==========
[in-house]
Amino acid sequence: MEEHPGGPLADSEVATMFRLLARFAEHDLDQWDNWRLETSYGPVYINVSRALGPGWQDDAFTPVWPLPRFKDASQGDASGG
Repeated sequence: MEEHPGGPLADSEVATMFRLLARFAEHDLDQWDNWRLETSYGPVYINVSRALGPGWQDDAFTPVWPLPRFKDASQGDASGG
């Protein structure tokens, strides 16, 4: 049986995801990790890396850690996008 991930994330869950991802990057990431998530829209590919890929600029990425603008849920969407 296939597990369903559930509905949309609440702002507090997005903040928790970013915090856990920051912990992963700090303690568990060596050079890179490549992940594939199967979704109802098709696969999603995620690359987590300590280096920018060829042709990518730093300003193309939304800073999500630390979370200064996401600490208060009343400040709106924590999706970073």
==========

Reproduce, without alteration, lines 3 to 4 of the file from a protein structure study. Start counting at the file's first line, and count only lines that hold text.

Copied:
Repeated sequence: MEEHPGGPLADSEVATMFRLLARFAEHDLDQWDNWRLETSYGPVYINVSRALGPGWQDDAFTPVWPLPRFKDASQGDASGG
């Protein structure tokens, strides 16, 4: 049986995801990790890396850690996008 991930994330869950991802990057990431998530829209590919890929600029990425603008849920969407 296939597990369903559930509905949309609440702002507090997005903040928790970013915090856990920051912990992963700090303690568990060596050079890179490549992940594939199967979704109802098709696969999603995620690359987590300590280096920018060829042709990518730093300003193309939304800073999500630390979370200064996401600490208060009343400040709106924590999706970073």